More and more companies in Asia have bought back shares in recent weeks. Chinese internet giant Alibaba has said it will increase its share buyback program from $15 billion to $25 billion.

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Shares of US-listed Chinese companies fell sharply on Monday after Beijing tightened President Xi Jinping’s grip on power, tightening investor sentiment for non-state companies.

The Invesco Golden Dragon China ETF, which tracks the Nasdaq Goldman Dragon China Index, fell 14.5% to hit its lowest level since 2009. The ETF fell more than 20% at one point on Monday. The index holds 65 companies whose common stock is publicly traded in the US and most of their business is conducted within the People’s Republic of China.

There will be a shift towards a more Mao-type China than a Xi-type China, says Mark Mobius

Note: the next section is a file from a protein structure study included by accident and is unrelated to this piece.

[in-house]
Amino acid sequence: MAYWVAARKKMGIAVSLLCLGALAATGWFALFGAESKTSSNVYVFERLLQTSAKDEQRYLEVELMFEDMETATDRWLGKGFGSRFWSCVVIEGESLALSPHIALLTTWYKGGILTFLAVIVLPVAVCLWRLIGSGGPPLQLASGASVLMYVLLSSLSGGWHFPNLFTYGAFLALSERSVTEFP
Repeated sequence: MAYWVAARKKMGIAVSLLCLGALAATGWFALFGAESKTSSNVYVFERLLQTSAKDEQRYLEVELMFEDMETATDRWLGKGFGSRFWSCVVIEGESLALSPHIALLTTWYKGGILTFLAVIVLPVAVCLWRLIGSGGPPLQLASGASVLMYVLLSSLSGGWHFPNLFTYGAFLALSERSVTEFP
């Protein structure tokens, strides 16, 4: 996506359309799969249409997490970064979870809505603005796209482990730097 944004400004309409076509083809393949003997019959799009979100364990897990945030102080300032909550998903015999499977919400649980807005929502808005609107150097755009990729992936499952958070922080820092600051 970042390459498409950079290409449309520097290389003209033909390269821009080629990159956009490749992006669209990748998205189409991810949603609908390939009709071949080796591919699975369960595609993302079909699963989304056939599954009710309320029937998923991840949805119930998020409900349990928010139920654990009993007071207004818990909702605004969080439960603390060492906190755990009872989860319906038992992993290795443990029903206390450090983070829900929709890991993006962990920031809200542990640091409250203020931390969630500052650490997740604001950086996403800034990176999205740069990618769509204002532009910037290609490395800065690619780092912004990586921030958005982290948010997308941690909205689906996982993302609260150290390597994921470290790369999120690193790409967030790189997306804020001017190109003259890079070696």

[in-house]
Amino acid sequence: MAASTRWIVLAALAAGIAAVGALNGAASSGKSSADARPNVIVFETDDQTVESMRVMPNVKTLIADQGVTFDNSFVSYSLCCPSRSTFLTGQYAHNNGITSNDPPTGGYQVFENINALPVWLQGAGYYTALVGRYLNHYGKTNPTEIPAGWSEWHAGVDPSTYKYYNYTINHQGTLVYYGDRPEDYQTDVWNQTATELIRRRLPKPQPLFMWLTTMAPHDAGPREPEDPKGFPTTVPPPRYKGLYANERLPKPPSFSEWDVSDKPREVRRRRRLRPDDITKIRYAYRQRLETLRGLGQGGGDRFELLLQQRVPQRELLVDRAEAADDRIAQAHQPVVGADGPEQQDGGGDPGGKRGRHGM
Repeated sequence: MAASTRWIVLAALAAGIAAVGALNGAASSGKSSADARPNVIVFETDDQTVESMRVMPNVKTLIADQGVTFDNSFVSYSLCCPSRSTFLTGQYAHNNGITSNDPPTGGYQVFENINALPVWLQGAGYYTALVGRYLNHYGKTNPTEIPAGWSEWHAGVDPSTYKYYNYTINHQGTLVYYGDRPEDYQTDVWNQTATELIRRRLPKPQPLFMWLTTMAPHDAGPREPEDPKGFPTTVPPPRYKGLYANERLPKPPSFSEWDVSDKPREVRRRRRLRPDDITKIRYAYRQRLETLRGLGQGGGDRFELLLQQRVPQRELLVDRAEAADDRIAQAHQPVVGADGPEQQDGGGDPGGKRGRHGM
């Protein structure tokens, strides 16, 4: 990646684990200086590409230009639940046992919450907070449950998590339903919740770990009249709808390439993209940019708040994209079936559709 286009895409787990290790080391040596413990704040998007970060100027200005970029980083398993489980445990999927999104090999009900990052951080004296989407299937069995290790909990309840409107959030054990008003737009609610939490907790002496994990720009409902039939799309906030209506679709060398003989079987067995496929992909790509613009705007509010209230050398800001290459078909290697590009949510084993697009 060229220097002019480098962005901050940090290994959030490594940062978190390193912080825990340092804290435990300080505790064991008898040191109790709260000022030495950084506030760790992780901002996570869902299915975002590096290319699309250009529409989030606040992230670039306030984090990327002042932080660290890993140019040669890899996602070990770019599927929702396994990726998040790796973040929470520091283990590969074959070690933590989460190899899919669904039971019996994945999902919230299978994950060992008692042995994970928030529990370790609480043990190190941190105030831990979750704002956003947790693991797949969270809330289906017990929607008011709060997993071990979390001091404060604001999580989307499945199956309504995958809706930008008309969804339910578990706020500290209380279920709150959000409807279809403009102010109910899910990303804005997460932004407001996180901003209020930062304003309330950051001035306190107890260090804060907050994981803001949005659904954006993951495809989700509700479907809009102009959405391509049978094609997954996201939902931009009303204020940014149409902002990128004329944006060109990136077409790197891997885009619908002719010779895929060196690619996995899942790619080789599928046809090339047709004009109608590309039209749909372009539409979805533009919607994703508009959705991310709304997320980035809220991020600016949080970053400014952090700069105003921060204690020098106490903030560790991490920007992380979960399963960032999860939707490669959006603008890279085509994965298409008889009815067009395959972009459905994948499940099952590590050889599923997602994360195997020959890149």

Under Xi’s leadership, China has implemented a series of policies that have tightened regulation of the technology sector in areas ranging from data protection to controlling the way algorithms can be used.

Meanwhile, Xi has stuck to a strict “zero-Covid” policy that has seen cities, including mega financial hub Shanghai, locked down this year, even as most of the world has shut down its economies. opening.

“Stocks based in the world’s second largest economy are ‘uninvestable’ again,” Mark Schilsky of Bernstein’s trading desk said in a note on Monday.

Hong Kong’s Hang Seng index fell 6.36% to its lowest levels since April 2009. The Shanghai Composite and the Shenzhen Composite in mainland China lost about 2%.

Wall Street chief strategist Marko Kolanovic of JPMorgan believes the sell-off in Chinese stocks has been disconnected from fundamentals, presenting a buying opportunity.

— CNBCs Arjun Kharpal reporting helped.



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